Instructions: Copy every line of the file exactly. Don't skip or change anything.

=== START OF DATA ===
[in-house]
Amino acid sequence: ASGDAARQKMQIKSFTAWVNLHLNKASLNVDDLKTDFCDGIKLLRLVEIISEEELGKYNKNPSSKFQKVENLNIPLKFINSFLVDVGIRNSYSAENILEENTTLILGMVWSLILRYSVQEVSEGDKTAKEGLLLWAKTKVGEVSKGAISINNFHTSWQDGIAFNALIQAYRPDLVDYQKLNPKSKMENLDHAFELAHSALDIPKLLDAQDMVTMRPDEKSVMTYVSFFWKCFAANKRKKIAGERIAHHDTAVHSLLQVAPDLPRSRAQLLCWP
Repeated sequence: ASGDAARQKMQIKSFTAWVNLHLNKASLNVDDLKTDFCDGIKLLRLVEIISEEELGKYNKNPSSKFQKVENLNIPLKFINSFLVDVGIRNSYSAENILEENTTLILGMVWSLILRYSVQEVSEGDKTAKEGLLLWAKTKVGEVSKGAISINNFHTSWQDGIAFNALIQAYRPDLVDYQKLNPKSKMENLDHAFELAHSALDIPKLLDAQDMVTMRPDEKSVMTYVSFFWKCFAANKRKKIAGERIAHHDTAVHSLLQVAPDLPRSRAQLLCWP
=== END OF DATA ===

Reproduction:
[in-house]
Amino acid sequence: ASGDAARQKMQIKSFTAWVNLHLNKASLNVDDLKTDFCDGIKLLRLVEIISEEELGKYNKNPSSKFQKVENLNIPLKFINSFLVDVGIRNSYSAENILEENTTLILGMVWSLILRYSVQEVSEGDKTAKEGLLLWAKTKVGEVSKGAISINNFHTSWQDGIAFNALIQAYRPDLVDYQKLNPKSKMENLDHAFELAHSALDIPKLLDAQDMVTMRPDEKSVMTYVSFFWKCFAANKRKKIAGERIAHHDTAVHSLLQVAPDLPRSRAQLLCWP
Repeated sequence: ASGDAARQKMQIKSFTAWVNLHLNKASLNVDDLKTDFCDGIKLLRLVEIISEEELGKYNKNPSSKFQKVENLNIPLKFINSFLVDVGIRNSYSAENILEENTTLILGMVWSLILRYSVQEVSEGDKTAKEGLLLWAKTKVGEVSKGAISINNFHTSWQDGIAFNALIQAYRPDLVDYQKLNPKSKMENLDHAFELAHSALDIPKLLDAQDMVTMRPDEKSVMTYVSFFWKCFAANKRKKIAGERIAHHDTAVHSLLQVAPDLPRSRAQLLCWP